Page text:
Microsoft has bowed to pressure from the European Commission to name a new version of its Windows XP software, Windows XP Home Edition N.
Microsoft is under growing pressure to speed up compliance with EU laws
It is the US software giant's latest step in complying with the EU, following a record anti-trust fine imposed on it last year.
The 'N' in the new name stands for "not with media player".
The EU said Microsoft's first choice, Windows XP Reduced Media Edition, could have put consumers off the new version.
Brussels last year fined Microsoft 497m euros ($640m; £343m) and ordered it to sell a version of its Windows XP software without its Media Player.
After rejecting 10 earlier ideas from Microsoft, the Commission proposed Windows XP Home Edition N and Microsoft has agreed.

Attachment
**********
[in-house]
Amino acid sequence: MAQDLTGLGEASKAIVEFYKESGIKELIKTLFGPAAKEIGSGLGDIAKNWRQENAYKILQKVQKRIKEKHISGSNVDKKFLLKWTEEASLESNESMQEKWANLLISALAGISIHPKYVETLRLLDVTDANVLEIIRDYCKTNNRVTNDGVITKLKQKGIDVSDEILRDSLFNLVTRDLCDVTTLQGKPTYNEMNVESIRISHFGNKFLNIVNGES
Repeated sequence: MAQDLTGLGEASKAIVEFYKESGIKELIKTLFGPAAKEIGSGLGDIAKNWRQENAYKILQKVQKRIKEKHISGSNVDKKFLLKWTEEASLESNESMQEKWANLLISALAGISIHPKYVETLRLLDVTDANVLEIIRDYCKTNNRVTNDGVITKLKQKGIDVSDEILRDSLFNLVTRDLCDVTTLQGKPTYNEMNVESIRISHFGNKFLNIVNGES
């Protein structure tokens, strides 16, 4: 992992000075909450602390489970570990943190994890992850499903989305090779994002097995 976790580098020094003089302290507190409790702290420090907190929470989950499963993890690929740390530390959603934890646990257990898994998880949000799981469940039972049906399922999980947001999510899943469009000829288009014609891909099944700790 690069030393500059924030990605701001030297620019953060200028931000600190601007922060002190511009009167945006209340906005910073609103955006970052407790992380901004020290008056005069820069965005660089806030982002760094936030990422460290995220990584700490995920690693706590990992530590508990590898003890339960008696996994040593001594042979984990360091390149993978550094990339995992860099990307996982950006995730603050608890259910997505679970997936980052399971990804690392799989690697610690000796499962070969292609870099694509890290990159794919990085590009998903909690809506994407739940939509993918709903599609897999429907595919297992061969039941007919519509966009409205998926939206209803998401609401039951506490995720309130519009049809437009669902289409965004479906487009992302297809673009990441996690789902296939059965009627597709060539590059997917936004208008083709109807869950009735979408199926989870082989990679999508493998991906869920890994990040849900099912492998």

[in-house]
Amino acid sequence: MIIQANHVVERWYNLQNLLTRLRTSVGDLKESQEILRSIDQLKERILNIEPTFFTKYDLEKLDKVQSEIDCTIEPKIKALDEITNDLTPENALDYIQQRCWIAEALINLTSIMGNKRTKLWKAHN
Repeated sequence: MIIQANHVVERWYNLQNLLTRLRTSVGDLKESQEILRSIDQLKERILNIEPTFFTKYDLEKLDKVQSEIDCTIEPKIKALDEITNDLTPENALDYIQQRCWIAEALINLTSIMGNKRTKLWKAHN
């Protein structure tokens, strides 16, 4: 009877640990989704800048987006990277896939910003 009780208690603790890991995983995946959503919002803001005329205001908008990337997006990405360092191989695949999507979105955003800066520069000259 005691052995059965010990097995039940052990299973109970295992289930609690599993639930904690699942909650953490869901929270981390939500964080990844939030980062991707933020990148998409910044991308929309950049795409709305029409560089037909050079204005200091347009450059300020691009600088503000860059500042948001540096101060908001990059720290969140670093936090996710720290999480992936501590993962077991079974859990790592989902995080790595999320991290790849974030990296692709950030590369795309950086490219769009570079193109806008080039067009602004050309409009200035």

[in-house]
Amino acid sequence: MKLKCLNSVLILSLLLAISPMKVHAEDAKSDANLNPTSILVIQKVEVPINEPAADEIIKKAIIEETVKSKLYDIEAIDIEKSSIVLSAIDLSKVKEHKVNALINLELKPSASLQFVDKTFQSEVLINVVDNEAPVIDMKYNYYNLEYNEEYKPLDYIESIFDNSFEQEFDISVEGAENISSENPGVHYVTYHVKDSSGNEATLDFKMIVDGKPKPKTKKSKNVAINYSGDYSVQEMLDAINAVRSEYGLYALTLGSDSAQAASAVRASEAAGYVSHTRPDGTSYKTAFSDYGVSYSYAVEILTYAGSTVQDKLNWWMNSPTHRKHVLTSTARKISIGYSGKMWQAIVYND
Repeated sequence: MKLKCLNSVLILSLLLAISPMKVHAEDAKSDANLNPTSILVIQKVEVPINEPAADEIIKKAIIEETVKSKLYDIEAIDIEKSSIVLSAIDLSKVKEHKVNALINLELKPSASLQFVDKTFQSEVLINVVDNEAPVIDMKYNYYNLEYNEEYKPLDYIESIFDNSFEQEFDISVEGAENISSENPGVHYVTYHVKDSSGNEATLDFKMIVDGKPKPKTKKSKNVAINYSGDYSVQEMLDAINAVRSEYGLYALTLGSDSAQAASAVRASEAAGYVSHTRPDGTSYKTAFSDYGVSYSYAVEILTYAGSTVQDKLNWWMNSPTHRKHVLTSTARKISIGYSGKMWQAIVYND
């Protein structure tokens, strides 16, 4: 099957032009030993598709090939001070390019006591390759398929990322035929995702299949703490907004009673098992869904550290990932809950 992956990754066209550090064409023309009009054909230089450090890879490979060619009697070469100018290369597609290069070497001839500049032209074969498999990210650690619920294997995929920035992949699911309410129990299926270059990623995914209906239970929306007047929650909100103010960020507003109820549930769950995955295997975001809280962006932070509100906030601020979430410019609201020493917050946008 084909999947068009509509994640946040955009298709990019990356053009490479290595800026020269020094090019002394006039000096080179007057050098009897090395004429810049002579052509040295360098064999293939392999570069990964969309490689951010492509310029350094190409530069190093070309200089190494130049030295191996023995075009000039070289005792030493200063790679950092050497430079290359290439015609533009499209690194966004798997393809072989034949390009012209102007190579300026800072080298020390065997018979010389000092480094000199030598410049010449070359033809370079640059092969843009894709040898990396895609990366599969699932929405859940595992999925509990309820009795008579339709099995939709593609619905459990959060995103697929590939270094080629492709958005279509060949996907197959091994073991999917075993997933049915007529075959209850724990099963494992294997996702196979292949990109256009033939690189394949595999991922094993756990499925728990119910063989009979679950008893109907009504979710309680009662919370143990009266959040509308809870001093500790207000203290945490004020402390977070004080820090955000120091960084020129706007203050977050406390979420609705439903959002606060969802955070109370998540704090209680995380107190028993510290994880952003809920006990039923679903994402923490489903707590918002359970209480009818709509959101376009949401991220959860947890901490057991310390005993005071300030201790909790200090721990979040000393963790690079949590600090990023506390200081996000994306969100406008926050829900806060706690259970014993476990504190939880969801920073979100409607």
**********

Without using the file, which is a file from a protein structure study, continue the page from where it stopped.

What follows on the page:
"We have some misgivings about the chosen name, as we fear it may cause confusion for consumers about the product, but we will adopt the Commission's name in order to move forward and accelerate the pace of the implementation process," Horacio Gutierrez, Microsoft's top lawyer in Europe told Reuters.
The new edition, already provided to computer makers, could go on sale in Europe within weeks.
Microsoft's dispute with the Commission last year centred around it using its dominant position in the desktop operating software market to limit competition in related areas, such as in audiovisual software.
It was bundling its Media Player audiovisual software in with Windows XP, which discouraged customers from downloading rival products, Brussels found.
Key competitors for Microsoft's Media Player include RealNetworks' RealPlayer and Apple's Quicktime.